Assistant Professor of Philosophy
Katharina received her Ph.D. from the University of Cambridge (UK) and holds a Master degree in physics from the University of Heidelberg (Germany). Before she moved to the University of Notre Dame in January 2017, she taught at the University of Freiburg (Germany) and she was a postdoctoral fellow at the Hebrew University of Jerusalem (Israel).
Her research interests are centered on the history of modern philosophy, especially Immanuel Kant, and on philosophy of mind and psychology. Her current research concerns Kant’s conception of empirical self-knowledge as well as the first-person perspective, including such issues as its special epistemic status, its relation to rationality, and its relevance for scientific psychology. Moreover, she is also interested in philosophy of science, epistemology, and moral psychology.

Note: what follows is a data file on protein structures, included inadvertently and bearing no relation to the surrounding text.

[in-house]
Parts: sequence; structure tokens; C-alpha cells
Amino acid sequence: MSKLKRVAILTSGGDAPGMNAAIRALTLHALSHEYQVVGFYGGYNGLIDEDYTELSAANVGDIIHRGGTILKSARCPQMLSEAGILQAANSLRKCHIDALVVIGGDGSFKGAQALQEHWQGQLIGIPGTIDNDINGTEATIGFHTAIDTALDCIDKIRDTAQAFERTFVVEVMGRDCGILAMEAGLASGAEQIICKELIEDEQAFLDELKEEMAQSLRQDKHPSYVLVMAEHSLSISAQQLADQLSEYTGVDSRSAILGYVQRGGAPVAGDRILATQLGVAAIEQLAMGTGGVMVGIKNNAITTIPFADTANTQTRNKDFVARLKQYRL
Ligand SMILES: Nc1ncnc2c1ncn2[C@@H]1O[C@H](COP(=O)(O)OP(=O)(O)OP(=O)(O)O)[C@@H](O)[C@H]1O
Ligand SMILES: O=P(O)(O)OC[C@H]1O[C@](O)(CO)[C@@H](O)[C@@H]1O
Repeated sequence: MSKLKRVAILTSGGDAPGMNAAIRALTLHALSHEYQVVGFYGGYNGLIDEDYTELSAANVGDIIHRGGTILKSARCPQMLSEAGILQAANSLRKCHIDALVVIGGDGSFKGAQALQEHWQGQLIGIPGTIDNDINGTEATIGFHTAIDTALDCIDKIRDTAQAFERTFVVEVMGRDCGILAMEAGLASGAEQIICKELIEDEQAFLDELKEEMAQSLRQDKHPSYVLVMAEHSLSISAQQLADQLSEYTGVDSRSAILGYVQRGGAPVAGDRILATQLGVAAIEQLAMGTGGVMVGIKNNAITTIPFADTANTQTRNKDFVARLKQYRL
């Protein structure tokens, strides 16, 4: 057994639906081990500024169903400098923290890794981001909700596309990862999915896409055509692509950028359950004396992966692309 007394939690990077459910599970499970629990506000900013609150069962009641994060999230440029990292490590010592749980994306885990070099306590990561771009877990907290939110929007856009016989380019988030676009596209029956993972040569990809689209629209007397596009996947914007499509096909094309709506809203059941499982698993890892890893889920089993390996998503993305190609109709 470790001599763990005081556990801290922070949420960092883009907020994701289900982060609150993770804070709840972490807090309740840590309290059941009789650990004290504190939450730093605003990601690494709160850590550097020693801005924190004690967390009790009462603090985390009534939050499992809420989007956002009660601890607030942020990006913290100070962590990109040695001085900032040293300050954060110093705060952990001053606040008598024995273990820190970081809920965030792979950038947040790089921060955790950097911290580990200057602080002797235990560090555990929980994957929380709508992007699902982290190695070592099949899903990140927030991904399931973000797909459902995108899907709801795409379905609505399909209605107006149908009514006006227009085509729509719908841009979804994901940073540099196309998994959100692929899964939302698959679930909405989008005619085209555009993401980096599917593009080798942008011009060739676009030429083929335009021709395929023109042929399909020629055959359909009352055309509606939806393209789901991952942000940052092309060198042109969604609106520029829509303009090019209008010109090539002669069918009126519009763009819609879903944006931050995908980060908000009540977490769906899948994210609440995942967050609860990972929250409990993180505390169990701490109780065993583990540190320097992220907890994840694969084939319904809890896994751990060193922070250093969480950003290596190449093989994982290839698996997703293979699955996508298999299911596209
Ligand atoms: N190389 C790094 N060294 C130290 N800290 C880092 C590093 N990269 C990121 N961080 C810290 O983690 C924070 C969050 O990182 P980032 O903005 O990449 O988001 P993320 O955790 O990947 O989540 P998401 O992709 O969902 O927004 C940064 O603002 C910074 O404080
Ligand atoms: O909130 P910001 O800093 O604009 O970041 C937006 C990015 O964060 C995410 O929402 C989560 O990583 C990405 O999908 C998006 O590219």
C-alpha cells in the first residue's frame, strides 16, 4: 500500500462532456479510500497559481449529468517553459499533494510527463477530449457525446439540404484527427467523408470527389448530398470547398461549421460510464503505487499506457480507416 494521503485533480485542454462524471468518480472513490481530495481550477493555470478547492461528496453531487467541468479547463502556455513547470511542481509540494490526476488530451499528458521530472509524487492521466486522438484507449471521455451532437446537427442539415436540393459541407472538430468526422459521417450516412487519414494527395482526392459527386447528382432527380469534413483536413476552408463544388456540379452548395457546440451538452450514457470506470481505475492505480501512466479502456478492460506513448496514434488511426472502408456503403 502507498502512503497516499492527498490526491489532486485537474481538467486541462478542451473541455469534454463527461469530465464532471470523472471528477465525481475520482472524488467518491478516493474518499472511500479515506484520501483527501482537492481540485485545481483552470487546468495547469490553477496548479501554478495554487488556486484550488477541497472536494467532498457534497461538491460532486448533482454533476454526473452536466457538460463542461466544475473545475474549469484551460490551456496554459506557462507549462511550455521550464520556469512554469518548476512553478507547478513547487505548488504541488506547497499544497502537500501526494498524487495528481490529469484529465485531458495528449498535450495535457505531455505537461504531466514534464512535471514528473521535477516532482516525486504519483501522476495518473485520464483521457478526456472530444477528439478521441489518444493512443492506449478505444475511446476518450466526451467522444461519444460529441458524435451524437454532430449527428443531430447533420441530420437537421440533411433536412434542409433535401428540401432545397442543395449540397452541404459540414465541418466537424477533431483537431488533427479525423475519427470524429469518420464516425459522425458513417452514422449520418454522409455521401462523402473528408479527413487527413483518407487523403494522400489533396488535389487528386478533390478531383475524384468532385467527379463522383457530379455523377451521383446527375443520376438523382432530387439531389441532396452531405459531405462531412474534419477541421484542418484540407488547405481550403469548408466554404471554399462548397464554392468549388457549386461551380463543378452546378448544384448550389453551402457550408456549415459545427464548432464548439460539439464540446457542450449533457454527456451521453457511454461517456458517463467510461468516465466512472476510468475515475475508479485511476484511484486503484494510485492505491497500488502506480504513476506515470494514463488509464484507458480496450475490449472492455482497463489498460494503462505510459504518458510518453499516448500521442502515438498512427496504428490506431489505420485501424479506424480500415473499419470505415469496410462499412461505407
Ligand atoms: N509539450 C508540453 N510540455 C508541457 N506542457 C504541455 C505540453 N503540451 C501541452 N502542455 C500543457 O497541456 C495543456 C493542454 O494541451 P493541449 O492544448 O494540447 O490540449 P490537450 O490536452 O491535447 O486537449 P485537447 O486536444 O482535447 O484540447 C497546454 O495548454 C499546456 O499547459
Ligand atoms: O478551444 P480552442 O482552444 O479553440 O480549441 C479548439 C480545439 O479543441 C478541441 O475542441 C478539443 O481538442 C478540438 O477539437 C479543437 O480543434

- “The Parity and Disparity between Inner and Outer Experience in Kant”. Kantian Review (forthcoming).
- “Rethinking the Relationship between Empirical Psychology and Transcendental Philosophy in Kant”. International Yearbook of German Idealism (forthcoming).
- “The soul as the ‘guiding idea’ of psychology: Kant on scientific psychology, systematicity, and the idea of the soul”. Studies in History and Philosophy of Science (2018), Vol. 71, pp. 77-88.
- “Quantifying inner experience? – Kant's mathematical principles in the context of empirical psychology” . European Journal of Philosophy. (2016), Vol. 24 (2), pp. 331-357.
“Kants Zwei Standpunkte und die Möglichkeit der Naturerkenntnis” . In: Myriam Gerhard, Christine Zunke (eds.), Die Natur denken, Würzburg: Königshausen & Neumann (2013), pp. 143-167.